The Only Thing Better Than Being Remembered

The waves will wash us away.

I’m walking along the beach on the West coast of the United States when I see it, carved into the rock: “S+H 4 Ever.” There is a heart carved around it, and a date: 9/2014. At first, my heart is warmed—it must have been hard to carve, a labor of love. But then, very quickly, my heart is chilled. Three years ago, “forever” was carved deeply into a rock, and three short years later, the crashing water is already eroding and erasing the letters. In those fading letters, I saw myself. I saw all of us.

The waves of time will wash us all away.

At some level, each of us is aware of this. So, we strive for immortality, by carving our initials into this life—we try to make our mark on the world. We try to make a difference. We long to be remembered. We hope to leave a legacy. We fight to outlast ourselves. But the truth is, aside from the occasional address in a field at Gettysburg, or a speech on the mall in Washington, most of us will not be remembered for very long.

Someone once said, “Every man dies two deaths. The first is when he takes his last breath. The second is the last time someone says his name.”

Our time here is short and, for most of us, the waves of time will eventually wash away even the memory of our existence, no matter how deeply we carve our initials into the bedrock of our lives.

Like I said, the heart-warming inscription only chilled me.

Two days later, though, I’m back in the heartland of America, and I’m sitting beside another body of water—a river—on a colorful, brittle autumn day. The season around me is yet another reminder of how everything and everyone is always dying and passing on. As I sit beside the river, the image of the waves slamming into the shore continues to haunt me. But then something happens.

As I watch the world around me, I see that it’s dancing.

I wish I could describe how the river glittered in the afternoon sun. This is the best I can do: it was like a diamond necklace running right through the forest of dying leaves, a diamond necklace made of water and sun, a diamond necklace being moved tirelessly by some divine hand, refracting light like a gift.

Leaves were being pulled loose from trees in a gentle breeze, then spun clockwise around the trunks on their way down to the cooling earth, where more leaves raced across the grass, apparently in concert, like flocks of birds. When the breeze stilled, the air for a moment looked empty, but if you looked closely enough, you could see millions of minuscule insects moving throughout it, each silhouetted by the slanting sunlight.

Everywhere I looked, the world was moving and dancing, dying and dancing.

Then, I knew: the waves on the West coast weren’t destroying those carved initials—they were dancing with them.

Then, I knew: we are not here to be remembered, we are here to be a dancer. We are here to move in this physical form, to stop moving, to die, to pass on, and then to move in the formless beyond.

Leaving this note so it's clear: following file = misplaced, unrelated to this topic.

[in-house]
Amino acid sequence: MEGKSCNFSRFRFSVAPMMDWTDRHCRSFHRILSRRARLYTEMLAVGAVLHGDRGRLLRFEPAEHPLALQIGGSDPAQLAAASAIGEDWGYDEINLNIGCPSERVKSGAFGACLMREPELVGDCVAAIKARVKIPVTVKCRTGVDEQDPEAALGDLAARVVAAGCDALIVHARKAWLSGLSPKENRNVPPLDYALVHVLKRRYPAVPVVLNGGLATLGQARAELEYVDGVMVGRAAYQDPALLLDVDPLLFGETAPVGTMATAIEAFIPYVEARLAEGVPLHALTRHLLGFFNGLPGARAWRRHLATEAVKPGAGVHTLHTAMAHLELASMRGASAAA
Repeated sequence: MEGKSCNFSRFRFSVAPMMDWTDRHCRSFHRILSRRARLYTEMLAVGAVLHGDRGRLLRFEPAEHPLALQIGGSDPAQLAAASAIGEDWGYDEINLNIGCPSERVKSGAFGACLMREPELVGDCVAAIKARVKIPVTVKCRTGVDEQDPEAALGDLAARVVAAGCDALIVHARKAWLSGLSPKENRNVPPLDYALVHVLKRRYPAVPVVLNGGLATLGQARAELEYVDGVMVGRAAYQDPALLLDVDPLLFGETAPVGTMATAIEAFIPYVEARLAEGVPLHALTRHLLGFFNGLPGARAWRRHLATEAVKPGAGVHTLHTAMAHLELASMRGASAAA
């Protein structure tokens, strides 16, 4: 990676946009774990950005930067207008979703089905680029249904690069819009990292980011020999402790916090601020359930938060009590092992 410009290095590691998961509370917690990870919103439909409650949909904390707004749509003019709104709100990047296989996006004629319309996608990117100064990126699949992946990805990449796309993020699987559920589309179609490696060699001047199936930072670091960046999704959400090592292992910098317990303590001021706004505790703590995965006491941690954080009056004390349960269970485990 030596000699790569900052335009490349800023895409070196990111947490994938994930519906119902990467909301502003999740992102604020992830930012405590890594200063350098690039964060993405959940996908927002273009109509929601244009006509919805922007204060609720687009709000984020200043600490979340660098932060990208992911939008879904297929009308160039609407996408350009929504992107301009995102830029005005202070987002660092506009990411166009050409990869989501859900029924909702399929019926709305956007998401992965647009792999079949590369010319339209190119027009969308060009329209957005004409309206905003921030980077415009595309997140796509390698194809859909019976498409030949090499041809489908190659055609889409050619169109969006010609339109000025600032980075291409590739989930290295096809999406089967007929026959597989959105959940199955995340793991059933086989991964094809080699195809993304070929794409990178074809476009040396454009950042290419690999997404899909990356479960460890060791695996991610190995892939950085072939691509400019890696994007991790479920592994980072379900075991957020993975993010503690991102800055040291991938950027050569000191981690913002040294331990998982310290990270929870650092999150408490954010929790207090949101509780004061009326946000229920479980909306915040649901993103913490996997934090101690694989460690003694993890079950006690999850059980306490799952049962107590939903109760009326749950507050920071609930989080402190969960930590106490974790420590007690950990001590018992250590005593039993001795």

Then, I knew: there’s a dance happening there, too.

Merton writes,

“For the world and time are the dance of the Lord in emptiness. The silence of the spheres is the music of a wedding feast. The more we persist in misunderstanding the phenomena of life, the more we analyze them out into strange finalities and complex purposes of our own, the more we involve ourselves in sadness, absurdity and despair. But it does not matter much, because no despair of ours can alter the reality of things; or stain the joy of the cosmic dance which is always there. Indeed, we are in the midst of it, and it is in the midst of us, for it beats in our very blood, whether we want it to or not. Yet the fact remains that we are invited to forget ourselves on purpose, cast our awful solemnity to the winds and join in the general dance.”

Cast our awful solemnity to the winds.

Or the waves.

And join the dance.

In the end, the great danger isn’t being unremembered; it’s being a wallflower, when all of creation is inviting us out onto the floor of our life, for the cosmic dance.

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In his debut novel, Kelly weaves a page-turning, plot-twisting tale that explores the spiritual depths of identity and relationships, amidst themes of healing, grace, faith, forgiveness, and freedom.

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About Kelly

Dr. Kelly Flanagan is a psychologist, author, consultant, and speaker who enjoys walking with people through the three essentials of a truly satisfying life: worthiness, belonging, and purpose. His blog writings have been featured in Reader’s Digest, The Huffington Post, The 5 Love Languages, and the TODAY Show. Kelly is the author of Loveable and True Companions.